Acting for tourism and meetings
Walking the talk, GDS-Movement is committed to both tourism and events in its own capacity as a company fully embedded in the industry.
It is a proud signatory of the Glasgow Declaration and Net Zero Carbon Events; both launched this week at COP26.
The Glasgow Declaration brings diverse stakeholders together with the aim of reaching net zero carbon by 2050. By becoming a proud signatory, we align our plans with the five pathways of the Declaration (Measure, Decarbonise, Regenerate, Collaborate, Finance) to accelerate and co-ordinate climate action in tourism.
Net Zero Carbon Events is an industry initiative hosted by The Joint Meetings Industry Council (JMIC) to address climate change. It integrates the global events industry with the fast-growing movement towards net zero by 2050. Its signatories will work together to define an industry Net Zero Roadmap for Events to be launched at COP 27 in November/December 2022 in Sharm El-Sheikh, Egypt.
Committing to both initiatives reinforces and continues the GDS-Movement’s efforts to encourage accountability and action while empowering a shift of leadership, mindset, and practice, so that we can together bring about the “regenerative revolution”.
Cop the gap
Pledges are powerful, but sustainability professionals recognise that collaboration, informed strategy, and sustained action transform hope into positive change. The 2021 GDS-Index trends highlight a critical need for local government and its DMO to align and convert their pledges into destination strategies and development action plans. This can consistently and exponentially reduce negative environmental impacts while establishing a legacy of responsive, responsible, and regenerative tourism that creates thriving destinations for all.
The surprise of COP26 comes from earth’s two biggest CO2 emitters. The BBC reports that the United States of America and the Peoples’ Republic of China jointly declared a commitment to strengthen climate co-operation over the next decade. This includes reducing methane emissions, the transition to clean energy, and de-carbonisation.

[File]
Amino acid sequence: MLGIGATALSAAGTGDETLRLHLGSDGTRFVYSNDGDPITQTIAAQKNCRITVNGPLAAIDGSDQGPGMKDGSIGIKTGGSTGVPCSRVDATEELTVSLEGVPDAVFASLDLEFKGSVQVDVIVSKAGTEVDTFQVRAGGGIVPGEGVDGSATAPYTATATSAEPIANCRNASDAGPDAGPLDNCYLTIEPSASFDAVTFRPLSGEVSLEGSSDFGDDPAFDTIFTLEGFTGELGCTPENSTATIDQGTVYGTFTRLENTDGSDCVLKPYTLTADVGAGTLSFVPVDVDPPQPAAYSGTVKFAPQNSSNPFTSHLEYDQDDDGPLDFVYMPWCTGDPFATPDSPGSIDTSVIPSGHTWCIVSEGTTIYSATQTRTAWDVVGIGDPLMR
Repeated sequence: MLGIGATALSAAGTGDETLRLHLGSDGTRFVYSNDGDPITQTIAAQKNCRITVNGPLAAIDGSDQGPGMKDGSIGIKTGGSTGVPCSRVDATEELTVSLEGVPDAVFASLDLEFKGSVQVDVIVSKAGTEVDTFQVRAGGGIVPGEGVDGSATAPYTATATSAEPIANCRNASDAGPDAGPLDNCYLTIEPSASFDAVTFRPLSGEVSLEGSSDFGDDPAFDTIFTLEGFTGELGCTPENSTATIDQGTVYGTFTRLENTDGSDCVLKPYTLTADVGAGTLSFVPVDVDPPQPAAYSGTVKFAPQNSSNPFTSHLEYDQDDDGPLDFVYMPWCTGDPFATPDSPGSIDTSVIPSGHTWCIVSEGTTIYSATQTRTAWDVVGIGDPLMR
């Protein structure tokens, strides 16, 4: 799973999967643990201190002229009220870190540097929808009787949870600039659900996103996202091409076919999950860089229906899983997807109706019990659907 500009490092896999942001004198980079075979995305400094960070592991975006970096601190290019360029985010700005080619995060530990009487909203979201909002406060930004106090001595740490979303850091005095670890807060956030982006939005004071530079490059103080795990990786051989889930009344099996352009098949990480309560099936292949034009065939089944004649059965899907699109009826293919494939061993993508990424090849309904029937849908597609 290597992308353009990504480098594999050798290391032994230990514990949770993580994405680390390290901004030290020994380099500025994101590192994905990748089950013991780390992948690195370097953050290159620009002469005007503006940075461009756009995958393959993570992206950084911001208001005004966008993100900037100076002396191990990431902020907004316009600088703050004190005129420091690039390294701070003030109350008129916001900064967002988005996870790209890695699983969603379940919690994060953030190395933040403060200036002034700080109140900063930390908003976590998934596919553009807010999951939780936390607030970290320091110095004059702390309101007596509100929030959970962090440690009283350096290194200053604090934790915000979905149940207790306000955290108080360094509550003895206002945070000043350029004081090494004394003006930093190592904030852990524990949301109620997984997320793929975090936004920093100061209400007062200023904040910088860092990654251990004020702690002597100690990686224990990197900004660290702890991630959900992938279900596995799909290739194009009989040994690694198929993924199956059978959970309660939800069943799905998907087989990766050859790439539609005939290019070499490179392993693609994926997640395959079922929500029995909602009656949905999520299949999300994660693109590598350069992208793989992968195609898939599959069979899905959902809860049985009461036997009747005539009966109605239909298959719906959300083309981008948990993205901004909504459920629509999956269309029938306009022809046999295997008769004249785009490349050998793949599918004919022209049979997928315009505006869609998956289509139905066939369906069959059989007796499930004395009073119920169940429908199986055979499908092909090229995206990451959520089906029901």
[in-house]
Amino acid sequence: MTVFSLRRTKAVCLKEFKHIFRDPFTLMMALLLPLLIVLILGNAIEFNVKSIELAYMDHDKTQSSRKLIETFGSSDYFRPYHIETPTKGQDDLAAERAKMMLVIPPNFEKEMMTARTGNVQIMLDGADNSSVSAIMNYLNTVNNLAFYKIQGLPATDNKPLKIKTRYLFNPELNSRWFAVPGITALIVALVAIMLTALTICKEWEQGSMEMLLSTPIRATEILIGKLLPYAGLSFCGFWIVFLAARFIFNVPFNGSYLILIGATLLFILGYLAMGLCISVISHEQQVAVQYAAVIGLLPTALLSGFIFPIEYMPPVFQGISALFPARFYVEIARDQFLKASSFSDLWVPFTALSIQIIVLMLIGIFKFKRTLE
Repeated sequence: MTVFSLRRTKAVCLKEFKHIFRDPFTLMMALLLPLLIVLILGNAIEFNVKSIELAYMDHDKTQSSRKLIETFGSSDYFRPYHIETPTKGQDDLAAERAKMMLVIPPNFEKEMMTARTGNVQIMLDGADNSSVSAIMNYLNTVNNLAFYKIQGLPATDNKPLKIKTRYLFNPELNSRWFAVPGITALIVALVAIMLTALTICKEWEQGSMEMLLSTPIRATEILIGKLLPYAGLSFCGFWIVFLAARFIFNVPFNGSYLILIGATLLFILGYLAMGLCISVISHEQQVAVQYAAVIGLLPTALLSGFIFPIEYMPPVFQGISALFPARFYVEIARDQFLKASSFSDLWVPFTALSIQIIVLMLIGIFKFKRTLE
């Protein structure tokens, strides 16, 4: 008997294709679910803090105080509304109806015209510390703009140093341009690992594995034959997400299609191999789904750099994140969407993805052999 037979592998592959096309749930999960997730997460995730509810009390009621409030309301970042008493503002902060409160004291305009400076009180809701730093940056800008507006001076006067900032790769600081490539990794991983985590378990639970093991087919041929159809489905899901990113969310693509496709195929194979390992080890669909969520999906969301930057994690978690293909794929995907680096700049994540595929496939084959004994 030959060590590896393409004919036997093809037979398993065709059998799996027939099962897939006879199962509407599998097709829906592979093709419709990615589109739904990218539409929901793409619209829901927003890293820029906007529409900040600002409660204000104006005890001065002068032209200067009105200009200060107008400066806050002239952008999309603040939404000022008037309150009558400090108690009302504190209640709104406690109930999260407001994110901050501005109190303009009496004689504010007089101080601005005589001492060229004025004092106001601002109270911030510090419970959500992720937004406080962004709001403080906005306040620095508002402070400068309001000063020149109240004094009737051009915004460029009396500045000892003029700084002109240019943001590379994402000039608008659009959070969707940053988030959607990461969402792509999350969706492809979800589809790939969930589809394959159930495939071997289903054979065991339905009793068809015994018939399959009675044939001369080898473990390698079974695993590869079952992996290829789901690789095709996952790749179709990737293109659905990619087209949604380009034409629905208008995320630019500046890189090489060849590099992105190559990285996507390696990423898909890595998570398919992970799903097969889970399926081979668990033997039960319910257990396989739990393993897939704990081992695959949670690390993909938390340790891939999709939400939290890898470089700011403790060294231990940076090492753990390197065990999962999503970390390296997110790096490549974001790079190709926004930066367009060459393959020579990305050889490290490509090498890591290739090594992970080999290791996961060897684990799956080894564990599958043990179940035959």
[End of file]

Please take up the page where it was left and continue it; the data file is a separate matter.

If, as BlackRock foretold, climate questions “are driving a profound reassessment of risk and asset values” across in all industries, we encourage a reassessment of strategy and action from all tourism and MICE stakeholders, because the realities and the results speak for themselves.
“The COP26 deal is now sealed,” emphasises Guy Bigwood, Chief Changemaker at GDS-Movement, “and while the Glasgow gathering has not guaranteed 1.5°C, it has kept the prospect of achieving it alive. What’s more, the last two weeks produced many solid national and citywide pledges to action within tourism, events, cities, finance, and others industries. This creates unprecedented convergence between investors, businesses, cities, and subnational regions that can and will drive authentic economic transformation. Now the real work begins. We must return to our businesses, cities, and associations, and turn these pledges into clear strategy and a short-term action plan that radically reduces emissions towards a net zero target, while fighting inequality and poverty, and supporting those in vulnerable communities.”
Need help? The GDS-Movement offers passionate and informed professional support to DMOs and CVBs every step of the way.
– Need new direction? Let us help engage your stakeholders and co-create a new regenerative vision and strategy for your destination.
– Want more of the 2021 GDS-Index results? Click here.
– Want to be counted? Manage what you measure with the GDS-Index and rank alongside climate actors.
– Curious about our historic submissions? Explore our White Papers.